Alex Kelly, one of the StoryCorps faciliatators and I went to Hibbing one day. We saw the Greyhound bus museum, the Hull-Rust mine pit and we did a "Dylan" tour.

Luckily, I have my connections (thank you Aaron Brown) and he was able to spice up our Dylan tour. We journeyed to the home of B.J. Rolfzen, Bob Zimmerman's high school English teacher. Over the years many historians, documentarians and fans have contacted Mr. Rolfzen because Dylan has cited him as a great influence on his writing. On Realgoodwords you can overhear our conversation with B.J. here.

For the past five years Hibbing has held "Dylan Days" as a celebration of the influence of the Iron Range on Bob Dylan's career. Held around his birthday, every year there's the hopes that Bob Dylan may actually show up to some of the events. This year is a high school reunion that may attract him. Who knows? Stranger things have happened, like Doug MacRostie getting ahold of Dylan's cell phone number and leaving him messages.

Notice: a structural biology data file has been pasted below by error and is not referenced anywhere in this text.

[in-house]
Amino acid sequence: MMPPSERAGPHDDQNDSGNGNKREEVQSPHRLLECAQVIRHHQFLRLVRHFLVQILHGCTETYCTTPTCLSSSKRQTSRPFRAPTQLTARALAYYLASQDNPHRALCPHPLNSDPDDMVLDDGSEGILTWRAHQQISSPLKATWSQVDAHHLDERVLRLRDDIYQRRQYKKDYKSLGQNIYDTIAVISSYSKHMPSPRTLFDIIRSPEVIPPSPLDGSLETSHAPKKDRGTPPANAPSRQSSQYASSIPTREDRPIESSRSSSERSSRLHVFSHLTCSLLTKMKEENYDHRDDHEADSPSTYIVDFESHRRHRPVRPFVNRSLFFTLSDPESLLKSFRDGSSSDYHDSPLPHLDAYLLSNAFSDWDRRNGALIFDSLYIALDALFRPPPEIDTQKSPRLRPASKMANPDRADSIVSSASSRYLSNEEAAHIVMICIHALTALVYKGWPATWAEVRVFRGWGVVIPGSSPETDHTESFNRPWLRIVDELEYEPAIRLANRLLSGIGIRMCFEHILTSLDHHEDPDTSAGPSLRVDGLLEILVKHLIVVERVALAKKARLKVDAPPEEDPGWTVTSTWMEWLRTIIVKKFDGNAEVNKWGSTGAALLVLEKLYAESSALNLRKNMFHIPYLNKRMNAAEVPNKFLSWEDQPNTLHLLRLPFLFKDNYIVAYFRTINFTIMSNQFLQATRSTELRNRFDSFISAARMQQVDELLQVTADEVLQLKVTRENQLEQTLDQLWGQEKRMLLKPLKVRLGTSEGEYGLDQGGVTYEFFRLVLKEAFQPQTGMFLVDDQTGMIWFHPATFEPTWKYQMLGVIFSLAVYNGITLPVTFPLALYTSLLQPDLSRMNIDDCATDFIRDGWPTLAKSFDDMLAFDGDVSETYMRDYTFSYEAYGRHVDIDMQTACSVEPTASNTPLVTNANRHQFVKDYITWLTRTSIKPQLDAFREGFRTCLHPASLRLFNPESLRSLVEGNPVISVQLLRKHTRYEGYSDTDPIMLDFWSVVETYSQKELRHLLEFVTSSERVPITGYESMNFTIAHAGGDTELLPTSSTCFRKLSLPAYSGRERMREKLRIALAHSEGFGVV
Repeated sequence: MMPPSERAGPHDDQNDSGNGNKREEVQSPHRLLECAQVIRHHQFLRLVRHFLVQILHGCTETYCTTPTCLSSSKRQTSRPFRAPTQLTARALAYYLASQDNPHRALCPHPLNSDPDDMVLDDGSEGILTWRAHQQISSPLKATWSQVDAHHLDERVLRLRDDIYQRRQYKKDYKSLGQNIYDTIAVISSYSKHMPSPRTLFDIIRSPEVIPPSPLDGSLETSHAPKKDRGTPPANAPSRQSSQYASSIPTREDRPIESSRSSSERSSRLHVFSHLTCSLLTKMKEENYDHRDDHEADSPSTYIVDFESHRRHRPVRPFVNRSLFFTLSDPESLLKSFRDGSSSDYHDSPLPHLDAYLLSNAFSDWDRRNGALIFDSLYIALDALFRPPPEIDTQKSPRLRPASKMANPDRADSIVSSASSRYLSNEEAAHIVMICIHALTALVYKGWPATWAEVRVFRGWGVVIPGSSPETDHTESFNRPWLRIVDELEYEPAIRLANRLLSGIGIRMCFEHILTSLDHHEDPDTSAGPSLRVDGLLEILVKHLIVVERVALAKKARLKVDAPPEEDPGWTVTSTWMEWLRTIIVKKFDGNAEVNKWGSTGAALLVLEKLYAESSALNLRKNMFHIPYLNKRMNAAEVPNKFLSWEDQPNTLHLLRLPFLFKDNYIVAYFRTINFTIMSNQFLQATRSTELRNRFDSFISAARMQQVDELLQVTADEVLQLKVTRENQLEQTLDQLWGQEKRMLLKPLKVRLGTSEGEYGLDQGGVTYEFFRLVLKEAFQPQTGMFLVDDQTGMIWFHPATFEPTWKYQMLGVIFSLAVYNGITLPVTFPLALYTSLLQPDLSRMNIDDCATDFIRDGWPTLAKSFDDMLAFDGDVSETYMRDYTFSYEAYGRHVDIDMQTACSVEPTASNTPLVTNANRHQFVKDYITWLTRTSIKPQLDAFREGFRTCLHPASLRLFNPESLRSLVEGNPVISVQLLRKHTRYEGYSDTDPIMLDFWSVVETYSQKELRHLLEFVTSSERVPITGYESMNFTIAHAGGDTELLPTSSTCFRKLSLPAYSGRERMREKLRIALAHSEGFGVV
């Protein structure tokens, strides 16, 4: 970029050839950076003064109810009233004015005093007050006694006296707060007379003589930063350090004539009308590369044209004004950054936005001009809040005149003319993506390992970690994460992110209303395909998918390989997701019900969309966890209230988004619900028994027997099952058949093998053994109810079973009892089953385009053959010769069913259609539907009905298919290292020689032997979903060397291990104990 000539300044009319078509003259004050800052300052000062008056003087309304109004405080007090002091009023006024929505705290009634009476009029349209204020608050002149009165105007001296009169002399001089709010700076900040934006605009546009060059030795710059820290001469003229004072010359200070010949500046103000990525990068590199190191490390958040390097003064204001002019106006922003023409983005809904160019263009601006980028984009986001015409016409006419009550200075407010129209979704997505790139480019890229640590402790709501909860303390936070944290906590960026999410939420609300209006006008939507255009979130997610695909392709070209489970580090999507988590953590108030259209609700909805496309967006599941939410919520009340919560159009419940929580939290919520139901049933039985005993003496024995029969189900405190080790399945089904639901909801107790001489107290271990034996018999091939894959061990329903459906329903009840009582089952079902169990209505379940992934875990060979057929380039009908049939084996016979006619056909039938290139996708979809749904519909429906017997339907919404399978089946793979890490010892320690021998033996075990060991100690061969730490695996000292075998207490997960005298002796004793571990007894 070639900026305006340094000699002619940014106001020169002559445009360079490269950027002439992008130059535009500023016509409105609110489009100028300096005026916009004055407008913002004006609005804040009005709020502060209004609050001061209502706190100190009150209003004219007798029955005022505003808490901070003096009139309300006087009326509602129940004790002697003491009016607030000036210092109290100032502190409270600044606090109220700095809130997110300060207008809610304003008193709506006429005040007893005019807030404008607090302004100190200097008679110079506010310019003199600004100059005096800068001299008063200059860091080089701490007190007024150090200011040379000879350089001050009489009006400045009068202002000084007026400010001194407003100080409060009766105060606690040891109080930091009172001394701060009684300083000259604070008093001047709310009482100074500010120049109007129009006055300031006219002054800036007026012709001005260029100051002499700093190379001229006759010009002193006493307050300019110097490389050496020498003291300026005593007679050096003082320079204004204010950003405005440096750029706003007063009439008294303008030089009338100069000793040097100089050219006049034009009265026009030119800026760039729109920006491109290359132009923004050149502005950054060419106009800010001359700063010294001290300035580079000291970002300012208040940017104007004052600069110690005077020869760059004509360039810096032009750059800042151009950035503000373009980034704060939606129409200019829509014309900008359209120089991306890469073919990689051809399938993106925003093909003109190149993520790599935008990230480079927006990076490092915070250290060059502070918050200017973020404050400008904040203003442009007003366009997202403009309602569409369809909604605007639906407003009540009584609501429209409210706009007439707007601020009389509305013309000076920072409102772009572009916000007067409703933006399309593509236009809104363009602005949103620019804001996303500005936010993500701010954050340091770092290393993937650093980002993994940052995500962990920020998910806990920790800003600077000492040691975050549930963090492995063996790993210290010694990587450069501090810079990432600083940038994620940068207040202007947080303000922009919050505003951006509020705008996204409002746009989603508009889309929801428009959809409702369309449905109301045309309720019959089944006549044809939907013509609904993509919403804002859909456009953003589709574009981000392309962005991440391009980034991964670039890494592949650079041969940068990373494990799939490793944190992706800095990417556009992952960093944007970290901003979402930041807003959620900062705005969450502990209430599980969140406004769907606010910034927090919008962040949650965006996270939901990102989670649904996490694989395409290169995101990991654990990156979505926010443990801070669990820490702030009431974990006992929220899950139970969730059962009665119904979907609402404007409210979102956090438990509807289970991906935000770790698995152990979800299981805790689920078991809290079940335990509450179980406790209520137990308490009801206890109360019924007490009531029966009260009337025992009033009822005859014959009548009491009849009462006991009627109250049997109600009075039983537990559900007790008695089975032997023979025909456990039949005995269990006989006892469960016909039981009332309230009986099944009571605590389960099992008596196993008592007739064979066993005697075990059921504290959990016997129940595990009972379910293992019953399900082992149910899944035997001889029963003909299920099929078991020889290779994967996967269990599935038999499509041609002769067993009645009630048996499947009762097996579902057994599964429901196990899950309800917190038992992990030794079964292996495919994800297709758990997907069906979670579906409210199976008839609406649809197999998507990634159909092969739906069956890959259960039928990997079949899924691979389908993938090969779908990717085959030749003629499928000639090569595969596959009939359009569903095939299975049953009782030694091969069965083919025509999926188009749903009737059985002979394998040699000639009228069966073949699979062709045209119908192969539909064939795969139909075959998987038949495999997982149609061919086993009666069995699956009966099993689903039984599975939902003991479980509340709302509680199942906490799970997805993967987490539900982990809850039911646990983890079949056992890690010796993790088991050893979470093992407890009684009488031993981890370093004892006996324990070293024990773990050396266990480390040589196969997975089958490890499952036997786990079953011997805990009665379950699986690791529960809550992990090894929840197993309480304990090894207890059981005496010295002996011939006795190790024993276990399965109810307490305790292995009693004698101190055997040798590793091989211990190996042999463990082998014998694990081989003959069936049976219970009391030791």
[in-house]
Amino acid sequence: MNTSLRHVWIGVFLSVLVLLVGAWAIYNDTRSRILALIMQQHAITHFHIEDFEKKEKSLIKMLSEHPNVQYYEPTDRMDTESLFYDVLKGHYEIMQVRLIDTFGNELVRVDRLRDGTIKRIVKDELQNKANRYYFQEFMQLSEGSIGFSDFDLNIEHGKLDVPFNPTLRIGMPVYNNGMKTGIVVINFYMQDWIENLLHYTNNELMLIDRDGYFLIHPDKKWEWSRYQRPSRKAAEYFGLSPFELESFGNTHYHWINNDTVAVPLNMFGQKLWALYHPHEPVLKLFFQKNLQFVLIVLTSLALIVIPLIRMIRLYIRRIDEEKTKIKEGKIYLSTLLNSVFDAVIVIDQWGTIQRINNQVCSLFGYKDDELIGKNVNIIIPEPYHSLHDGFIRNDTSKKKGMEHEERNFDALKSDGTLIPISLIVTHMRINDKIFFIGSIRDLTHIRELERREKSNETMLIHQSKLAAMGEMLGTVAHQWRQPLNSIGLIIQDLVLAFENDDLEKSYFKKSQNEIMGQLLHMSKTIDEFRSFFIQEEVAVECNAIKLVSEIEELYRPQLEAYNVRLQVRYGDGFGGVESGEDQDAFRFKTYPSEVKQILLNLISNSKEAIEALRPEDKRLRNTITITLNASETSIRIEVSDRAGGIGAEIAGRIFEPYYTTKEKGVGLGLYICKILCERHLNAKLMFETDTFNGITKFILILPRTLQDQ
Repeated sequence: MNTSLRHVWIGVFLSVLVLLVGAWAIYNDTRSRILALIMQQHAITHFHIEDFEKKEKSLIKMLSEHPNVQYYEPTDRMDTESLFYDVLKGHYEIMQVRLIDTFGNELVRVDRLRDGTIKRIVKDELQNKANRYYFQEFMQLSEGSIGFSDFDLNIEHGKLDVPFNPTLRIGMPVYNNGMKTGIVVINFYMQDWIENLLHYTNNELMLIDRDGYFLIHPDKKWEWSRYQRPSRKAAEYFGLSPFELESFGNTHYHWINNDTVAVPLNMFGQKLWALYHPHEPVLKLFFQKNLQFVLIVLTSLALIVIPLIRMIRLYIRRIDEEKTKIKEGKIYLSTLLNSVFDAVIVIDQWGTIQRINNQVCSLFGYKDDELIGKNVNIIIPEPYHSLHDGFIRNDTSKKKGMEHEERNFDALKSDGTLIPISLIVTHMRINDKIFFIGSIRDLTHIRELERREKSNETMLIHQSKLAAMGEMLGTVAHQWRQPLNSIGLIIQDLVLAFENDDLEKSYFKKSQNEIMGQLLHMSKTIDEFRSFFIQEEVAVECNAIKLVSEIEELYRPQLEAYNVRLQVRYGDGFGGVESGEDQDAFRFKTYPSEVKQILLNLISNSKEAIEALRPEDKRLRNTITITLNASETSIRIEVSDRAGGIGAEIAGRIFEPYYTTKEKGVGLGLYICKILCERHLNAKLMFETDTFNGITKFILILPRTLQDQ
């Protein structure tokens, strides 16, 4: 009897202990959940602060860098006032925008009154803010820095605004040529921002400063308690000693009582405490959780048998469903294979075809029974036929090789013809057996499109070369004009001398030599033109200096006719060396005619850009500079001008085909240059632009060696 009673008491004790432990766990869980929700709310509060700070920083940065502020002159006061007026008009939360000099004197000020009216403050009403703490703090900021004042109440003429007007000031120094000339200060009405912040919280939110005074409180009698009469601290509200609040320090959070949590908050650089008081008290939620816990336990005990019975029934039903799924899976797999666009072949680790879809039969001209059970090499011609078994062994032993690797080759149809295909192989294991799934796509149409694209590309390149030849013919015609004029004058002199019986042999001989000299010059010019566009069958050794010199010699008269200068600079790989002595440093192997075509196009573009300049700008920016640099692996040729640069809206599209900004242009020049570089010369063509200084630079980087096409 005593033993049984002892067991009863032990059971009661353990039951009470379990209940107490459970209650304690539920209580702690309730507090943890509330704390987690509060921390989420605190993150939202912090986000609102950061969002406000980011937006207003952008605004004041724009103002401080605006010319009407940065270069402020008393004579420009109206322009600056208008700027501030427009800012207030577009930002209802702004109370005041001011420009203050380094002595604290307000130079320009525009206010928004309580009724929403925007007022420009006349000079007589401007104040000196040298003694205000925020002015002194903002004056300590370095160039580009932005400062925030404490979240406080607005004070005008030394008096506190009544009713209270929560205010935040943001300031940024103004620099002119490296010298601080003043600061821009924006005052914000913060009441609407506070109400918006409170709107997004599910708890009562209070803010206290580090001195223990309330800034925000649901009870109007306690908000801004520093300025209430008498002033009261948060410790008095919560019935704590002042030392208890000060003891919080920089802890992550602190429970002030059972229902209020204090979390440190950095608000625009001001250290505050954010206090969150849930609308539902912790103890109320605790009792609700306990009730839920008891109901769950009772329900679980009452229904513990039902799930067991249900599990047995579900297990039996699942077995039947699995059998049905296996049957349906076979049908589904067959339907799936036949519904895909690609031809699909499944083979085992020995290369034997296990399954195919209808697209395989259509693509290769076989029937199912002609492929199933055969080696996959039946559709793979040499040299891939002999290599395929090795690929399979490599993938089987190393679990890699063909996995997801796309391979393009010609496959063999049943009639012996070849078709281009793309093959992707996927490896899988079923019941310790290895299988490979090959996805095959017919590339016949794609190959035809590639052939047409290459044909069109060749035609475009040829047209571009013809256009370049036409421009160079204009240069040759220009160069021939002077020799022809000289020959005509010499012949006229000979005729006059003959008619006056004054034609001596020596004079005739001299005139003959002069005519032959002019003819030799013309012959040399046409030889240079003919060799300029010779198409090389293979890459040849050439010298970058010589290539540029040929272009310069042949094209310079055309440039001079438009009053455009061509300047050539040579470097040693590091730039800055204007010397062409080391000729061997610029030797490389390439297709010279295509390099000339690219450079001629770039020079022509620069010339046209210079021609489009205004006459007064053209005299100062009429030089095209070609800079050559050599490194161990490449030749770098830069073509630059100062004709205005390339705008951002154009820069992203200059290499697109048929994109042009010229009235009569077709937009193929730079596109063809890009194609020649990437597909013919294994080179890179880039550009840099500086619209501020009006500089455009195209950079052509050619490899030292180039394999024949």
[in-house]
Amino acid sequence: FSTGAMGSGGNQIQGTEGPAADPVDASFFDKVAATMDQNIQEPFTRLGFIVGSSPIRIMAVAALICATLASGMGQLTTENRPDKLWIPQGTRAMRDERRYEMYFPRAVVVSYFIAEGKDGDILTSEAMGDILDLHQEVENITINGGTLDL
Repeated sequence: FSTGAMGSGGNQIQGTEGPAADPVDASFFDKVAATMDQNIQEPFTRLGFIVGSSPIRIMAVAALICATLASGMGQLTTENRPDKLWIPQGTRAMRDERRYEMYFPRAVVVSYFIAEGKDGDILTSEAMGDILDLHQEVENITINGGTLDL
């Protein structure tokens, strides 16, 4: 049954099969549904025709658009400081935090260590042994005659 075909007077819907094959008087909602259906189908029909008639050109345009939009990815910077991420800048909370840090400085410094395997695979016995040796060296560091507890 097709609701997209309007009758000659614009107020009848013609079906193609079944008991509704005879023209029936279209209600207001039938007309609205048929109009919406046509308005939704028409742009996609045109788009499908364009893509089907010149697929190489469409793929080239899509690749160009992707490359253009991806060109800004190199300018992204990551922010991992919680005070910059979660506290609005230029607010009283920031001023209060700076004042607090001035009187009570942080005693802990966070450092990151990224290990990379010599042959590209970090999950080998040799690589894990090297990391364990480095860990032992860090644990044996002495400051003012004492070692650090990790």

Sometimes I wonder why towns celebrate their giant balls of twine or their local legends - either people who left town at a young age or never really want to admit where they came from. But lately I get it. It's how we show our pride and it's an excuse to get together and build community. It's not necessarily about Judy Garland or Bob Dylan. It's about celebrating this place where we live...

From the Dylan Days website:
The following excerpt from the May edition of Rolling Stone's Douglas Brinkley interview with Dylan explains why we organize Dylan Days:

“I ask Dylan if he minds people visiting Hibbing or Duluth or Minneapolis searching for the root of his talent. ‘Not at all,’ he surprisingly says. ‘That town where I grew up hasn’t really changed that much, so whatever was in the air before is probably still there. I go through once in a while coming down from Canada. I’ll stop there and wander around.’"

Dylan Days is May 21st - 24th check here for the complete schedule.

Sunday, May 3, 2009

Interviews and reading for the week ahead